This stalwart spot is where many New Orleans musicians including Harry Connick, Jr. served their apprenticeships. Maison upholds the city's famous jazz and Dixieland tradition, one of the few clubs on Bourbon Street that can stake that claim. The balcony is a fine spot top for an overview of the action, and in the rear of the club is a quaint courtyard with a wrought-iron gate accessing the chill Bar @ 635, a great place for a cocktail. You'll hear local talent here, including bands led by young jazz lion Jamil Sharif, as well as traditional favorites Jamie Wight and Dwayne Burns. (504-522-8818)
Just show up and expect to stand in line at this wonderful venue just off of Bourbon Street. But you can also order tickets online and go in at the front of the crowds, guaranteeing your party one of the hard bench seats in front of the band. Preservation Hall is a historic New Orleans tradition that spotlights talented local band leaders and sidemen that draw an international crowd of music fans. The decor is basic and consists of benches and cushions. There is no food or drink allowed in the hall and crowds are usually standing room only. Bring the kids - this is one of the few places that welcome all ages. (504-522-2841, 800-785-5772)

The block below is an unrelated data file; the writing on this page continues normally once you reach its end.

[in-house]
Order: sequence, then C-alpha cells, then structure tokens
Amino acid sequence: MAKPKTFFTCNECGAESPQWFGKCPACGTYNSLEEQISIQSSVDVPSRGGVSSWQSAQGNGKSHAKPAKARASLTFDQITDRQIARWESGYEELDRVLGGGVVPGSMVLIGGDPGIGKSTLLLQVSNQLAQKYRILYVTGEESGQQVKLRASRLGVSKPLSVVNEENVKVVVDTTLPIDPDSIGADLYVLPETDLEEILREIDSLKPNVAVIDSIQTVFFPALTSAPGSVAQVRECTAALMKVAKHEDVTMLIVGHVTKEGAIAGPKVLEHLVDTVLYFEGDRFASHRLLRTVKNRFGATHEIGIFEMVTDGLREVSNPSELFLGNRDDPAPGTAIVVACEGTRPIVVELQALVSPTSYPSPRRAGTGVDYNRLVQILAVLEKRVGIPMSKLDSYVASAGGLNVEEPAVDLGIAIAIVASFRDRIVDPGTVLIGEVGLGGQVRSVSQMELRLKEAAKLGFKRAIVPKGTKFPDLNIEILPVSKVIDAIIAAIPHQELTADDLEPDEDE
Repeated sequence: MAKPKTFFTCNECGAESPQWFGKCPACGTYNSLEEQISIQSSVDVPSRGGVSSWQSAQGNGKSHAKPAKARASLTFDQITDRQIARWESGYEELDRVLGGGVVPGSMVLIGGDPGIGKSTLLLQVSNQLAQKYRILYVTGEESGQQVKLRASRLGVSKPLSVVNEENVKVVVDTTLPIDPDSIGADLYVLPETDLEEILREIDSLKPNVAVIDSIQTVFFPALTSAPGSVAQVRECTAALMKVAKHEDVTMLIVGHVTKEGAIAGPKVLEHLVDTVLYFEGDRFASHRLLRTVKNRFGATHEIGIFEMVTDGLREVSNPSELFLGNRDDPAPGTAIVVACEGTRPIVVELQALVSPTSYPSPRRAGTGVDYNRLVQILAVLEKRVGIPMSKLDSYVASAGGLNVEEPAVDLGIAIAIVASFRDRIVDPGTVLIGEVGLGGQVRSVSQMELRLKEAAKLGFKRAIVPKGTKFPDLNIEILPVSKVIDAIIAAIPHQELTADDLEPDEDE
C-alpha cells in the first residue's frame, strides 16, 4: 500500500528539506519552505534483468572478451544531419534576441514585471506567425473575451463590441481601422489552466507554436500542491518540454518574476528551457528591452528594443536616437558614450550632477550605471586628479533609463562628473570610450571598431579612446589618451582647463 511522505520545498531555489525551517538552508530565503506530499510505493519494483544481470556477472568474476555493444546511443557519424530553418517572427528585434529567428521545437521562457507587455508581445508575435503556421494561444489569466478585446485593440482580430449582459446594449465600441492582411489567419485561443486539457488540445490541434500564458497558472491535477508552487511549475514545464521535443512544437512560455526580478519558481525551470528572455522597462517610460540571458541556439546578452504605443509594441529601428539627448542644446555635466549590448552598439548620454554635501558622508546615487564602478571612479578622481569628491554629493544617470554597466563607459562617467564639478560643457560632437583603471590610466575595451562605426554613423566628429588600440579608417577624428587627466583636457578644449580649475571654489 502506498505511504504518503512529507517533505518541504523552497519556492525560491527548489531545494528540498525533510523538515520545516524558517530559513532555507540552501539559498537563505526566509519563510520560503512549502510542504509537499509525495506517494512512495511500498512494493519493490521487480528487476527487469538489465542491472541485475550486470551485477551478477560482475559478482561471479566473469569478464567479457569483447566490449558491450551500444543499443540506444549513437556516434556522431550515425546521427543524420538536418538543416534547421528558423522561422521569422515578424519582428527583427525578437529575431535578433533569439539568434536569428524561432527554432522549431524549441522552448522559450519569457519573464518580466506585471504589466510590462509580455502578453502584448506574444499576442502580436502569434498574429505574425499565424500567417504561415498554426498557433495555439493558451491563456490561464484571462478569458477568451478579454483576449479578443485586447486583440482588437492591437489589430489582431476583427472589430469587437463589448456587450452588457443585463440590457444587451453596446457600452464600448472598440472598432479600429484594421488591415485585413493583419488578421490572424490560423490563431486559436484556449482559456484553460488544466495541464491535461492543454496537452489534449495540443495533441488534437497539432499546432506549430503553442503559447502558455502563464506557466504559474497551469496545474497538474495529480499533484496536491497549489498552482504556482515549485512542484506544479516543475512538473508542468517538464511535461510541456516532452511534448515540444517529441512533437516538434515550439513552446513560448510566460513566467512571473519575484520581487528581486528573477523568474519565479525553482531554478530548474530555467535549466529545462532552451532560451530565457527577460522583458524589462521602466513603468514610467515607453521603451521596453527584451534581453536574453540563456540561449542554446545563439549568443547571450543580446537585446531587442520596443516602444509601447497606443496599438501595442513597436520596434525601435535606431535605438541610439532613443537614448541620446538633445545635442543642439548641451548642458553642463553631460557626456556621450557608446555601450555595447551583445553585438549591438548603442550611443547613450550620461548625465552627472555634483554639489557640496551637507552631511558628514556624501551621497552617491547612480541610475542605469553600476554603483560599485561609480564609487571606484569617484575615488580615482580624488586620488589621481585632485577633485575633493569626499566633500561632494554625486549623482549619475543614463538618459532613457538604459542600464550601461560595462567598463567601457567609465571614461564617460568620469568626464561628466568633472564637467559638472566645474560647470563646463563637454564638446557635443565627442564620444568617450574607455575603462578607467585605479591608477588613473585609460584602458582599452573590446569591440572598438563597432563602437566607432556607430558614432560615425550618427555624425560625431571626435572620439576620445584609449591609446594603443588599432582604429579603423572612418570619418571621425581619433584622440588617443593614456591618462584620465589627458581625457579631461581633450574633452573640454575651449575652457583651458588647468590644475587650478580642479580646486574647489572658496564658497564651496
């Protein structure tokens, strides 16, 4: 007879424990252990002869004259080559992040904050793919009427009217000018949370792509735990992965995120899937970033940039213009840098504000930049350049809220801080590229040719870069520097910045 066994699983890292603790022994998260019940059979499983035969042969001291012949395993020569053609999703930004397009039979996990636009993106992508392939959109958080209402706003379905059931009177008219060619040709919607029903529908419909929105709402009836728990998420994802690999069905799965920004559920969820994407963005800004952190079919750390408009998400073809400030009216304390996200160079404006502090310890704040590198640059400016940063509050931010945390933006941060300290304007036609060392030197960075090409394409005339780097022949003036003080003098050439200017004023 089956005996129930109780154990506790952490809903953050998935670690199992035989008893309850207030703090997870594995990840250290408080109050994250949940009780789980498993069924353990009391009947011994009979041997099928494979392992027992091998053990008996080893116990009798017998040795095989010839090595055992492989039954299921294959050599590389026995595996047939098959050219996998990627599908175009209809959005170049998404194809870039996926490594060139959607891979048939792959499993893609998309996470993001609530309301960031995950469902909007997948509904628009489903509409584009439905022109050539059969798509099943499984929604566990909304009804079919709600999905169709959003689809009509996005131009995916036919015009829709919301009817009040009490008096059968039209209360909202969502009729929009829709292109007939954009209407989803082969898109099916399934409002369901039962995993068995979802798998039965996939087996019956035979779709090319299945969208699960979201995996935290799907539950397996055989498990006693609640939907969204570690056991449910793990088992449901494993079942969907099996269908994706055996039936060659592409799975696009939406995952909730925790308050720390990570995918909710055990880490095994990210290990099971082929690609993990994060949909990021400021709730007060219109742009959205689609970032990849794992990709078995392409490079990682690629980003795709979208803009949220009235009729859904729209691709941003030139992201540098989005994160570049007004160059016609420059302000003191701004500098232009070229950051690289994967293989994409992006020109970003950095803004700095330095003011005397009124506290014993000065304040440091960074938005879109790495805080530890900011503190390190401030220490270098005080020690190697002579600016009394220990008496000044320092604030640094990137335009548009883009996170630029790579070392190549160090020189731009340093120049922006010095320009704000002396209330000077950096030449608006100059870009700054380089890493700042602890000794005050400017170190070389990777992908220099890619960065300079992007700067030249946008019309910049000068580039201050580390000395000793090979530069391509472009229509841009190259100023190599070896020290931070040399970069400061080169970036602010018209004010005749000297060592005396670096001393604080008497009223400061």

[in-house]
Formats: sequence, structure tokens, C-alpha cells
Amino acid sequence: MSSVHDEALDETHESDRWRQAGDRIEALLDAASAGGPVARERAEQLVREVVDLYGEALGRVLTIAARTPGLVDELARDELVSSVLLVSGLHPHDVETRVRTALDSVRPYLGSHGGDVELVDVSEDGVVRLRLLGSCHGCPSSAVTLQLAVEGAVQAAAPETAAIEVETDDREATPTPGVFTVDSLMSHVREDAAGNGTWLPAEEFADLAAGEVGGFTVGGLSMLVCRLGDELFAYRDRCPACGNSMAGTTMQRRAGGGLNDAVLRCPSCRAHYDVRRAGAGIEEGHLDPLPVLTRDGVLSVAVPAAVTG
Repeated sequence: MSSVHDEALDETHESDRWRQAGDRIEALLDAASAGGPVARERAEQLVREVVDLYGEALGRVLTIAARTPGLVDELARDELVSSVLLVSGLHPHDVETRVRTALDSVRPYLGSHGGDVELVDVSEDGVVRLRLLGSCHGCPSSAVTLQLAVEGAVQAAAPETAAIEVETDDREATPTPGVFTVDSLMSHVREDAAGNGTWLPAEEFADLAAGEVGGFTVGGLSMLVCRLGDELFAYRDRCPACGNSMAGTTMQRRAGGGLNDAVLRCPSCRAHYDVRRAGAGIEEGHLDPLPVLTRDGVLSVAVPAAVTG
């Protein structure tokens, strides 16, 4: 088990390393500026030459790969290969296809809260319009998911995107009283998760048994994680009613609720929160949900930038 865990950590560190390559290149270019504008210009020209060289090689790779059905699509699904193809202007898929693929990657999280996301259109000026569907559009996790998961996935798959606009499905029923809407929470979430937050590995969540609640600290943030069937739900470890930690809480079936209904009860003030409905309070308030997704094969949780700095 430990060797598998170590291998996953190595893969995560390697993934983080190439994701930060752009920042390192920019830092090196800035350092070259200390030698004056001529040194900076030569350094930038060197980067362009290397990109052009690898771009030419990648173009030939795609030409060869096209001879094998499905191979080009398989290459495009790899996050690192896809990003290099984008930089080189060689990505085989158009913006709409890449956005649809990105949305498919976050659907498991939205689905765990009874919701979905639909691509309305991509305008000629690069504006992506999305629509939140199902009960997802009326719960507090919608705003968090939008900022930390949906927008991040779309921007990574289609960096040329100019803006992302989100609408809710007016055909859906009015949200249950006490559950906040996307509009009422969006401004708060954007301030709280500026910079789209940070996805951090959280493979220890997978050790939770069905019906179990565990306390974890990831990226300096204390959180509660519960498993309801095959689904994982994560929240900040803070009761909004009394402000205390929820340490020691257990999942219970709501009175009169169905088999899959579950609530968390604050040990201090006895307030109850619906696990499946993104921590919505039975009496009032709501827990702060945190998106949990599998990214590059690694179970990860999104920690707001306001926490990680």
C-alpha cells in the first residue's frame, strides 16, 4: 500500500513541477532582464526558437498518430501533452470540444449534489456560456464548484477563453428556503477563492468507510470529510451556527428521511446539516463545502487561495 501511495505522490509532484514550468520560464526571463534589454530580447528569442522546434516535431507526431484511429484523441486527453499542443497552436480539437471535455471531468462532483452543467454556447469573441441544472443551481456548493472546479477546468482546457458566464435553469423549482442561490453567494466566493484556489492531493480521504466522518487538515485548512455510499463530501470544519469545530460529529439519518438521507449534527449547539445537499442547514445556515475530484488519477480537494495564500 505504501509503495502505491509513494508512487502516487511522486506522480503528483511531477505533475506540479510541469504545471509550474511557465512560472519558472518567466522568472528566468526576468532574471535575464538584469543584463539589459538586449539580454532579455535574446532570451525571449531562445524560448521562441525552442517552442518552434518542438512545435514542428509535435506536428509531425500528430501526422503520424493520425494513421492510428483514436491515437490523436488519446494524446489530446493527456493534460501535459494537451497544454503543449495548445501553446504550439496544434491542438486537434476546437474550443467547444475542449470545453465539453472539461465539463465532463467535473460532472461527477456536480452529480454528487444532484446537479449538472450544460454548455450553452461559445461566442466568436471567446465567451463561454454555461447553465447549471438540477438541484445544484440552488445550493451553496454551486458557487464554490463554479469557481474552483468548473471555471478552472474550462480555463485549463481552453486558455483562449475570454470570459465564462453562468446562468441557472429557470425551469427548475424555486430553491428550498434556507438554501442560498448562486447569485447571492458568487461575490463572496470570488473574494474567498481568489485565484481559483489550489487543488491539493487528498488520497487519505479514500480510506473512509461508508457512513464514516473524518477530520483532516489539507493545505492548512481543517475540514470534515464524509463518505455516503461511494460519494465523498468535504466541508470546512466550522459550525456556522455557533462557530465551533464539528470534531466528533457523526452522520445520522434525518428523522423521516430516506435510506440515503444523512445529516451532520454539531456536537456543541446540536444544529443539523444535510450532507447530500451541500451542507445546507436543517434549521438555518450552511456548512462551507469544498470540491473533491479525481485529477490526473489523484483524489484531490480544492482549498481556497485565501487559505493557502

Snug Harbor Jazz Bistro
You have two options at Snug Harbor, the jazz institution on Frenchmen Street in the Marigny. Sit at the bar or in the dining room and eat - the steaks and burgers are excellent -and you'll hear whoever is performing on live TV. Or pay the cover charge (it's always worth it) and head into the intimate little club called the "classiest jazz club in New Orleans" by The New York Times. Snug, which was frequently mentioned in reverential terms on the HBO series Treme, attracts a crowd of avid listeners, so if you ignore the band and chatter, expect to get shushed. If you can catch drummer Stanton Moore, all the better. (504-949-0696)
About Beth D'Addono
Beth D'Addono is a food and travel writer obsessed with flavor, exploring cultures, street music and the city of New Orleans.
After spending years flying in regularly to research stories, attend festivals and eat the city's amazing cuisine, this New Orleanian at heart moved to the Crescent City full time in 2012.
Beth writes about New Orleans and other destinations for outlets including USAToday, AAA Traveler, Wells Fargo Conversations, Philadelphia Daily News, Taste, Fodor's and others.
Her new book The Hunt New Orleans is a carefully curated insider's guide to indie shops and restaurants around town.
Read more about Beth D'Addono here.